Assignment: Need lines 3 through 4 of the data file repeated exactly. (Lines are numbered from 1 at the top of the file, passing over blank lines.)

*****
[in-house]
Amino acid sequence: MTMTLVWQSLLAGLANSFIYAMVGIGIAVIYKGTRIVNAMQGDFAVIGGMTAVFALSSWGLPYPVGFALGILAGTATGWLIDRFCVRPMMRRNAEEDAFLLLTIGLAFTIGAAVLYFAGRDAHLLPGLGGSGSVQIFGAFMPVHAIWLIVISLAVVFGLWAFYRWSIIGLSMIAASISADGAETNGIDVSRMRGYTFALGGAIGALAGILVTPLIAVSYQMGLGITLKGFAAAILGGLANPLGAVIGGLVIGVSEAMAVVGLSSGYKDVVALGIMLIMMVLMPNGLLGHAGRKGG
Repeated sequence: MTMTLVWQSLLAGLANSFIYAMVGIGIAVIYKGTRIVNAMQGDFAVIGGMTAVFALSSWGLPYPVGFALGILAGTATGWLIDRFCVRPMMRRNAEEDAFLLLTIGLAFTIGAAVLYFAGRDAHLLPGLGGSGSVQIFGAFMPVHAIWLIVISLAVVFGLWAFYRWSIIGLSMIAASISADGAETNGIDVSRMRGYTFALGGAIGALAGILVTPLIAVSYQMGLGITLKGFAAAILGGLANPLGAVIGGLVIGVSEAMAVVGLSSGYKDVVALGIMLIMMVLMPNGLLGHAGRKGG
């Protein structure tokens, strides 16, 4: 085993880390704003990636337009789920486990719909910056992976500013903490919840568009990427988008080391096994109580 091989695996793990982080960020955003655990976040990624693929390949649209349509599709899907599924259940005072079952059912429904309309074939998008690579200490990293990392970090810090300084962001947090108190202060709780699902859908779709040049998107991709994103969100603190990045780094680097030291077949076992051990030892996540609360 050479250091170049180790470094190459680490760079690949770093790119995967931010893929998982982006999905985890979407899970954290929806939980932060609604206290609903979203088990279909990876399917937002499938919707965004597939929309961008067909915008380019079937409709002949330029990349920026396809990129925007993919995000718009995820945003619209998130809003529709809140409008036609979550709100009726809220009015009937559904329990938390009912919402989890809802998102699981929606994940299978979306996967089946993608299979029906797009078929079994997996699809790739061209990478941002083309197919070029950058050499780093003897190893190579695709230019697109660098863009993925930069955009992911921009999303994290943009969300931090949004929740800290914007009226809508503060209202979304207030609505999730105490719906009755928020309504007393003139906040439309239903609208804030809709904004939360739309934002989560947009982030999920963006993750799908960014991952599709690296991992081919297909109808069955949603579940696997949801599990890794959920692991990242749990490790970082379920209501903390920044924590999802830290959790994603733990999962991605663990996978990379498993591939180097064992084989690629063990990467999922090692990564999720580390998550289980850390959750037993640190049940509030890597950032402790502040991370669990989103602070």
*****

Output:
Repeated sequence: MTMTLVWQSLLAGLANSFIYAMVGIGIAVIYKGTRIVNAMQGDFAVIGGMTAVFALSSWGLPYPVGFALGILAGTATGWLIDRFCVRPMMRRNAEEDAFLLLTIGLAFTIGAAVLYFAGRDAHLLPGLGGSGSVQIFGAFMPVHAIWLIVISLAVVFGLWAFYRWSIIGLSMIAASISADGAETNGIDVSRMRGYTFALGGAIGALAGILVTPLIAVSYQMGLGITLKGFAAAILGGLANPLGAVIGGLVIGVSEAMAVVGLSSGYKDVVALGIMLIMMVLMPNGLLGHAGRKGG
């Protein structure tokens, strides 16, 4: 085993880390704003990636337009789920486990719909910056992976500013903490919840568009990427988008080391096994109580 091989695996793990982080960020955003655990976040990624693929390949649209349509599709899907599924259940005072079952059912429904309309074939998008690579200490990293990392970090810090300084962001947090108190202060709780699902859908779709040049998107991709994103969100603190990045780094680097030291077949076992051990030892996540609360 050479250091170049180790470094190459680490760079690949770093790119995967931010893929998982982006999905985890979407899970954290929806939980932060609604206290609903979203088990279909990876399917937002499938919707965004597939929309961008067909915008380019079937409709002949330029990349920026396809990129925007993919995000718009995820945003619209998130809003529709809140409008036609979550709100009726809220009015009937559904329990938390009912919402989890809802998102699981929606994940299978979306996967089946993608299979029906797009078929079994997996699809790739061209990478941002083309197919070029950058050499780093003897190893190579695709230019697109660098863009993925930069955009992911921009999303994290943009969300931090949004929740800290914007009226809508503060209202979304207030609505999730105490719906009755928020309504007393003139906040439309239903609208804030809709904004939360739309934002989560947009982030999920963006993750799908960014991952599709690296991992081919297909109808069955949603579940696997949801599990890794959920692991990242749990490790970082379920209501903390920044924590999802830290959790994603733990999962991605663990996978990379498993591939180097064992084989690629063990990467999922090692990564999720580390998550289980850390959750037993640190049940509030890597950032402790502040991370669990989103602070």